expert gives his point of view on the residential real estate market | West Windsor Plainsboro News
Understanding the Central New Jersey residential market as it continues to fluctuate, more than before due to the Covid-19 pandemic, is no small task.
But for professionals like Judson Henderson, the Official Broker and Managing Member of Callaway Henderson Sotheby’s International Realty, that understanding is made easier with his years of experience.
Henderson has been active in the real estate world since earning his license at age 18, becoming a full-time professional four years later. His agency is based in Princeton, but their reach and exposure goes beyond helping all Central New Jersey residents meet their match in the perfect home, even when the process of doing so has been complicated by outside factors. like the coronavirus and a capricious economy.
Translating it for the rest of the world, Henderson shared his take on what to expect for the market, which has gone from dramatic highs to roller coaster lows of real estate values.
“I can talk not just about what’s going on in Princeton or not just what’s going on in West Windsor, but looking a little bit broader, in terms of our area of expertise, which is this central segment of New Jersey in whole,” Henderson said. . “Markets generally run out of inventory, and that’s certainly a theme in our region.”
Inventory refers to new listings on the market, which means that if homes aren’t consistently coming up for sale, potential buyers have less land or buildings to choose from.
“It’s no secret there, it’s expensive to live in this area. Part of it is high property taxes, high state income taxes, all those things,” Henderson continued. “But because of that, we don’t have a ton of our rental inventory.”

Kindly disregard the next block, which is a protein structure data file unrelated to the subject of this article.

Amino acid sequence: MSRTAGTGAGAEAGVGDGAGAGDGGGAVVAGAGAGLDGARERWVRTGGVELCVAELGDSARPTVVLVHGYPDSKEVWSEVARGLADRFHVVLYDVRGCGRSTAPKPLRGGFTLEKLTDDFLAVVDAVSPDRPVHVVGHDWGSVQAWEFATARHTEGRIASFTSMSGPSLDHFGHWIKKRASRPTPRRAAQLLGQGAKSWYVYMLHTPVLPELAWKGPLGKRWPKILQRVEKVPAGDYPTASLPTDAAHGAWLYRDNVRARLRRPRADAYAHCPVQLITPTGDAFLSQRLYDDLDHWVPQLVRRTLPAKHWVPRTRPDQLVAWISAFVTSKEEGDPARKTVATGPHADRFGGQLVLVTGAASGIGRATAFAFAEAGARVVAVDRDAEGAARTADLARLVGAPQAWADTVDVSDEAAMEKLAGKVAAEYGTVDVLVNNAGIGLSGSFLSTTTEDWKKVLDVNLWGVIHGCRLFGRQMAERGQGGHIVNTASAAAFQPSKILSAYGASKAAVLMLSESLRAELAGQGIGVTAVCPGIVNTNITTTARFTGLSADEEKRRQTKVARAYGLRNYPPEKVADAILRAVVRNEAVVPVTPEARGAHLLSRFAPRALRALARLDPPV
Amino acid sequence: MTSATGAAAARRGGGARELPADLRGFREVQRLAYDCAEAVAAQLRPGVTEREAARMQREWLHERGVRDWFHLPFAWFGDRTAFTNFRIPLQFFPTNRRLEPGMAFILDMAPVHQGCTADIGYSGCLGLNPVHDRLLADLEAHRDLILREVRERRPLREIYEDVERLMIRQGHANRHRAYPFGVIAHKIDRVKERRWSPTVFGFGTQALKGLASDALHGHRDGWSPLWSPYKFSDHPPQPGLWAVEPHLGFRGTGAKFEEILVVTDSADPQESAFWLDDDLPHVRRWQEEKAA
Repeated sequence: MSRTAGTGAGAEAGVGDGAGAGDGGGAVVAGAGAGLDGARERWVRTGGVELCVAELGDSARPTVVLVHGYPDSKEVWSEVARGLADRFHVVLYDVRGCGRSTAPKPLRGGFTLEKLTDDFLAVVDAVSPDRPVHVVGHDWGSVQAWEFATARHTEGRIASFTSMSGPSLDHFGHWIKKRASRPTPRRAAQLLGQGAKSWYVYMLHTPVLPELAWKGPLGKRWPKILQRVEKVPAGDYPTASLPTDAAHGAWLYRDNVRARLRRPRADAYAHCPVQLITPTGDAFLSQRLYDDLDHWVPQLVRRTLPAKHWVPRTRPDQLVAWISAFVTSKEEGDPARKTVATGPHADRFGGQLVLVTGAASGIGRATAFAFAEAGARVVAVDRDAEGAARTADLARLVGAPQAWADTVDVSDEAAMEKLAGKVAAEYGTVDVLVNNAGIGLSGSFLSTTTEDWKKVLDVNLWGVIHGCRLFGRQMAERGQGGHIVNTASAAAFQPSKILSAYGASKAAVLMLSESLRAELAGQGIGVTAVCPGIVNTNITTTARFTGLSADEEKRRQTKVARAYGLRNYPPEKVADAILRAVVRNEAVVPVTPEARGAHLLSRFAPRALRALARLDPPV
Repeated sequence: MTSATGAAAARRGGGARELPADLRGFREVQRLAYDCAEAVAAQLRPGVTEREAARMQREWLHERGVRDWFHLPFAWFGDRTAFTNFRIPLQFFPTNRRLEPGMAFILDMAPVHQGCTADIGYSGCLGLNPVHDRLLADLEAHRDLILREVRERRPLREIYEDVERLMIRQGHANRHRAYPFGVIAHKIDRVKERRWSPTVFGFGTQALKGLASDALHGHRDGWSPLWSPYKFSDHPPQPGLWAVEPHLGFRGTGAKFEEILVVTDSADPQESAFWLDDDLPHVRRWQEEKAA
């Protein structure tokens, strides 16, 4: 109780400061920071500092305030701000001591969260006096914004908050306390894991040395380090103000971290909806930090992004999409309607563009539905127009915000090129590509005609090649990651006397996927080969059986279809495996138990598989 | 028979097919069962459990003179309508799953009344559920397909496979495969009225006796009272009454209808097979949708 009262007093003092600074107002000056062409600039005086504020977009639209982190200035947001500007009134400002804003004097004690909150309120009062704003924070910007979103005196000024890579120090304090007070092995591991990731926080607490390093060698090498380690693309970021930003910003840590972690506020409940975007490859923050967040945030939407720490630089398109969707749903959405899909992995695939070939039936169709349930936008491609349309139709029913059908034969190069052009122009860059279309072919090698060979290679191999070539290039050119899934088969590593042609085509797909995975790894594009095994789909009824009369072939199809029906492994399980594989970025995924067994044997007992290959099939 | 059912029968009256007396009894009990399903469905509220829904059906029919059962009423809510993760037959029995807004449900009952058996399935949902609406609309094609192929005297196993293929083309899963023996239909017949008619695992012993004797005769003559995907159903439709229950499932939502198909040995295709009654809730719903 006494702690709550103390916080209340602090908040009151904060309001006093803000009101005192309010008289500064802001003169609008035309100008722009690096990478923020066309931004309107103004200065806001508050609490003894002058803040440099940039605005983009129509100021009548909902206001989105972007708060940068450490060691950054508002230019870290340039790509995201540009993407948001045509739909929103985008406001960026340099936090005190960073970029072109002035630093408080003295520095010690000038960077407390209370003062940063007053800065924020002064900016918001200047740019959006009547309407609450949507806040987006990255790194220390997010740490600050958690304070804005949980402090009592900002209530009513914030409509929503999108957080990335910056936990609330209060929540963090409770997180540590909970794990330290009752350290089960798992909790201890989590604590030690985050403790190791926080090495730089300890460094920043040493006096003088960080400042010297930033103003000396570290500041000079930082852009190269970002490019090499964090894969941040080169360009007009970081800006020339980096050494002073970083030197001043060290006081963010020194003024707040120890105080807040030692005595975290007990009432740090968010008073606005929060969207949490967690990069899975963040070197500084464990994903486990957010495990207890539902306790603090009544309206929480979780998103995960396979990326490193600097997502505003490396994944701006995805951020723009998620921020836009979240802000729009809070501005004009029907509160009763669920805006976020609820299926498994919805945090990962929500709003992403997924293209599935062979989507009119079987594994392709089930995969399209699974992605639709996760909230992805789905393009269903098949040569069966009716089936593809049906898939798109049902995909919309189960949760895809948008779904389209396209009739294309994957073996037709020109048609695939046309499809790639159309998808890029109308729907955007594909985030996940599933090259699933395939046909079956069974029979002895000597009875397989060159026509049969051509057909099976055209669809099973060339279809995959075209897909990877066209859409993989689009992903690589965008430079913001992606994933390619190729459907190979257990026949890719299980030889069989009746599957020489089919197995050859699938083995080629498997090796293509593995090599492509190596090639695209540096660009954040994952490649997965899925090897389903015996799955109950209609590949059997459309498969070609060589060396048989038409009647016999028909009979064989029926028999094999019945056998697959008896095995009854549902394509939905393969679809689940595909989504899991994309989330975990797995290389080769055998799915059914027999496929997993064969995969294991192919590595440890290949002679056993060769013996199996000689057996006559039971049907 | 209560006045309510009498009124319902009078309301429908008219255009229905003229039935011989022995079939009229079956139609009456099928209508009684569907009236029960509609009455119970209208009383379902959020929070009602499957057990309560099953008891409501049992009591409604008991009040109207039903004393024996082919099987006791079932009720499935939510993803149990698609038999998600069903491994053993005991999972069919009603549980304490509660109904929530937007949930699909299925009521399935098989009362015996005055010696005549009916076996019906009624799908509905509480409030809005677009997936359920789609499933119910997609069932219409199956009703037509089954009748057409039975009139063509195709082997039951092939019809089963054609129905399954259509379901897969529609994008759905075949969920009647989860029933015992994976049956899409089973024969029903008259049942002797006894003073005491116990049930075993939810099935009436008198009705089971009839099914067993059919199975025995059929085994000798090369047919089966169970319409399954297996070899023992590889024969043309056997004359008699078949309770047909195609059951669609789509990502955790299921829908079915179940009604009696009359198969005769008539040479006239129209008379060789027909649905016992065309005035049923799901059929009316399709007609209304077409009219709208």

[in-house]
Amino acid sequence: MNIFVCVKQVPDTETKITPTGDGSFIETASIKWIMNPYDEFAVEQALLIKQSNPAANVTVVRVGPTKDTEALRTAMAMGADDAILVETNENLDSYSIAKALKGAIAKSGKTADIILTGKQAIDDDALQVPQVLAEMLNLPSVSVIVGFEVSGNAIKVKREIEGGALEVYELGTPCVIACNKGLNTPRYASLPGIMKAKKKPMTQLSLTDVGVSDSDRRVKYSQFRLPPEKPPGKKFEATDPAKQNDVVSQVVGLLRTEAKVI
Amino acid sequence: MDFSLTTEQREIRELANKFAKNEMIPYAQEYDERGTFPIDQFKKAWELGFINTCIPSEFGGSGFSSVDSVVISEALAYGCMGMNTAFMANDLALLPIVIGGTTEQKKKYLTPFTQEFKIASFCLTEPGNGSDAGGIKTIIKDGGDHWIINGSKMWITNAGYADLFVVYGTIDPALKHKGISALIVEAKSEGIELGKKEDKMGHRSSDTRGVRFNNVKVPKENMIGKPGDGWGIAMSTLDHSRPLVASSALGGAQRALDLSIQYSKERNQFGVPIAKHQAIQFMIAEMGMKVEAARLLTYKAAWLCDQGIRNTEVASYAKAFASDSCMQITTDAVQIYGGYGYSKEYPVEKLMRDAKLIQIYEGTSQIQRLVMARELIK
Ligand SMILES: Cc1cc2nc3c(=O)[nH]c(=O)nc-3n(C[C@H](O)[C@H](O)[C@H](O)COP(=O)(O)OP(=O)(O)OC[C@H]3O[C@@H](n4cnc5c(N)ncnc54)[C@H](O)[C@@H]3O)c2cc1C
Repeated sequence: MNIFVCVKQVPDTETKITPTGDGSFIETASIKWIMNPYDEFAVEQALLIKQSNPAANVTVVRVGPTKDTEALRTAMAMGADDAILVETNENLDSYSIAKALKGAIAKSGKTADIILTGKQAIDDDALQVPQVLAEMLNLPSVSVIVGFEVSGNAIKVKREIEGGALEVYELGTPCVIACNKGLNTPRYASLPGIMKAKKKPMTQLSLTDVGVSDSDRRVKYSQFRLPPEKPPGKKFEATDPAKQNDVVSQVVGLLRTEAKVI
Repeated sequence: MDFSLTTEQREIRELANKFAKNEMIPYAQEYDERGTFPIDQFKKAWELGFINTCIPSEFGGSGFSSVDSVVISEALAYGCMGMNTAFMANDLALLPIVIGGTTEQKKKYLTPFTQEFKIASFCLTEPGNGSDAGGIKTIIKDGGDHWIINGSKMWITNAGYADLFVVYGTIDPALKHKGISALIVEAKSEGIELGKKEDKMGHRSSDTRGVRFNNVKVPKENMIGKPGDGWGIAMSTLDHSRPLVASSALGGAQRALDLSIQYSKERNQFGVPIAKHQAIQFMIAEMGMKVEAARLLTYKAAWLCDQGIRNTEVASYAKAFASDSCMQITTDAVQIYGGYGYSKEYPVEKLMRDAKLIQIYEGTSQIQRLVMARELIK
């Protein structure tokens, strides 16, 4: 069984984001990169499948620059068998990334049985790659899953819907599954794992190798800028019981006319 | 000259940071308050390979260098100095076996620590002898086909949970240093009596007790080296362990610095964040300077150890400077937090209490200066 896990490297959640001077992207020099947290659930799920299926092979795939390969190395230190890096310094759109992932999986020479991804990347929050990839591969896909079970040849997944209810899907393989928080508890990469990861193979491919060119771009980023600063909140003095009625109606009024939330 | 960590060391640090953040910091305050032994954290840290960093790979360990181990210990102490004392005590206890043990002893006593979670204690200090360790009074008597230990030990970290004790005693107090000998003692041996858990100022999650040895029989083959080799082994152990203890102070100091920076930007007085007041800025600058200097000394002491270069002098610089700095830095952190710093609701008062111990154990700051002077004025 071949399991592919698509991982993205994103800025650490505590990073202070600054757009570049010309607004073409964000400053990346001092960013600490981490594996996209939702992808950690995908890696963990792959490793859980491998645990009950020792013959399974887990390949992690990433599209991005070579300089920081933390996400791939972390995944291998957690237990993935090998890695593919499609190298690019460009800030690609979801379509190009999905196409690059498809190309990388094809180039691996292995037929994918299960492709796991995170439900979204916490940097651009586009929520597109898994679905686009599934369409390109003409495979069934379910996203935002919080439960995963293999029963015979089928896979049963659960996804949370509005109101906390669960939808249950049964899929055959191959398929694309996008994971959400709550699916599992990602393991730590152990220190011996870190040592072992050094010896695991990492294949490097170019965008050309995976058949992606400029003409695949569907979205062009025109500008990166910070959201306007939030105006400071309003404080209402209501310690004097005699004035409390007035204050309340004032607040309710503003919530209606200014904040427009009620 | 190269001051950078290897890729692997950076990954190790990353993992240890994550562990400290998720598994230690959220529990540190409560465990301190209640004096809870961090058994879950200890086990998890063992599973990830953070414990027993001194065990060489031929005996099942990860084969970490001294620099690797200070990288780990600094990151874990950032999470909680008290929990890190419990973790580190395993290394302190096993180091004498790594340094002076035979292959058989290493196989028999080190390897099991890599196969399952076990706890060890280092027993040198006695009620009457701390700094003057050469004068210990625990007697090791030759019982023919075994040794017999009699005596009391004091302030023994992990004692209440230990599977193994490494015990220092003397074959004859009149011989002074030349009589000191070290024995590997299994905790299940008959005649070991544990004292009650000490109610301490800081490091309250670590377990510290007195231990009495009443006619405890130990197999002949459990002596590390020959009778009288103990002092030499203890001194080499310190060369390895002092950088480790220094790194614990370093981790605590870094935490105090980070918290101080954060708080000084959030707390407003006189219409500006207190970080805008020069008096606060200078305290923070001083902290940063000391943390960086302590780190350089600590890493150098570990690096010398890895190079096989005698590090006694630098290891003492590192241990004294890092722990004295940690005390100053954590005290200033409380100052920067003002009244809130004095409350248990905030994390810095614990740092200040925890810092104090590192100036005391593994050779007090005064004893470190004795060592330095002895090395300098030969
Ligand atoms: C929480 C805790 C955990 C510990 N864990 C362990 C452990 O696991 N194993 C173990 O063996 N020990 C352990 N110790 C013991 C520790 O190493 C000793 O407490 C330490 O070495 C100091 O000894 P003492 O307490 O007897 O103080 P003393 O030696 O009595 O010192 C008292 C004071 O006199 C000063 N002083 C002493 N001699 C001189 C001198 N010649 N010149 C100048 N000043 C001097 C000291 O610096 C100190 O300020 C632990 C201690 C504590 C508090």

According to New Jersey Realtors “Local Market Update for January 2022,” home-for-sale inventory dropped dramatically across single-family homes (-25.1%), condominiums (-27.4%) and community homes for adults (-31.8%). This is accompanied by an increase in median sale prices and a huge decrease in new listings compared to the previous year, in particular for community homes for adults (-61.1%).
Using Princeton as an example, Henderson recalls that people who initially had trouble selling their homes started renting them out to others as a fallback.
“Over the past two years, that’s no longer a problem,” Henderson said, with now-profitable sales quickly depleting rental inventory. “[There’s] so much extra pressure on people who come here to buy a house or to rent a house, because even [with] choices from a rental perspective, there’s not a lot of plan b for people right now. There’s no part of this market that hasn’t been completely turned around.